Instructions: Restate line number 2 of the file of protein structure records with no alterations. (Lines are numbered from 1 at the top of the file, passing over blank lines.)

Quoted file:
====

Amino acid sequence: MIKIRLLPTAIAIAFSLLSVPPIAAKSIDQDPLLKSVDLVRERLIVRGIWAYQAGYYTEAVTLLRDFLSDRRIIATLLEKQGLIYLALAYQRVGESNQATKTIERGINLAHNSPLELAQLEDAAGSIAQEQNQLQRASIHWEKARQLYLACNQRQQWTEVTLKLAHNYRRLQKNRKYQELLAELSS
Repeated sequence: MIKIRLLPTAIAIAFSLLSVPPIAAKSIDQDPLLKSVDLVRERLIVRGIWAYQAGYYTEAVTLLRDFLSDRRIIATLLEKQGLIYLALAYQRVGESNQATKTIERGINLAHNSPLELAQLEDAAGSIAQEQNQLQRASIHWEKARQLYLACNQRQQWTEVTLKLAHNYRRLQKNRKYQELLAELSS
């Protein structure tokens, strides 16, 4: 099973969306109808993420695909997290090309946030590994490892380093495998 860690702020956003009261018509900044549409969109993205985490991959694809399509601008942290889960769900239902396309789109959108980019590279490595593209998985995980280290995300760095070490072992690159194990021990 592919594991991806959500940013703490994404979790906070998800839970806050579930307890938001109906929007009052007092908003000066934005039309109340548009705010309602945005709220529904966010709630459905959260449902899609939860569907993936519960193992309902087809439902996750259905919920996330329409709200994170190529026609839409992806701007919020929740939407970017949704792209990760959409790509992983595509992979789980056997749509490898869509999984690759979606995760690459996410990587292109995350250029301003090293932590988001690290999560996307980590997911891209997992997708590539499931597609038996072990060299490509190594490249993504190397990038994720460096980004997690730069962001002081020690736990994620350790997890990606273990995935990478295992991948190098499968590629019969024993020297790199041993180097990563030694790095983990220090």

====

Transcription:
Repeated sequence: MIKIRLLPTAIAIAFSLLSVPPIAAKSIDQDPLLKSVDLVRERLIVRGIWAYQAGYYTEAVTLLRDFLSDRRIIATLLEKQGLIYLALAYQRVGESNQATKTIERGINLAHNSPLELAQLEDAAGSIAQEQNQLQRASIHWEKARQLYLACNQRQQWTEVTLKLAHNYRRLQKNRKYQELLAELSS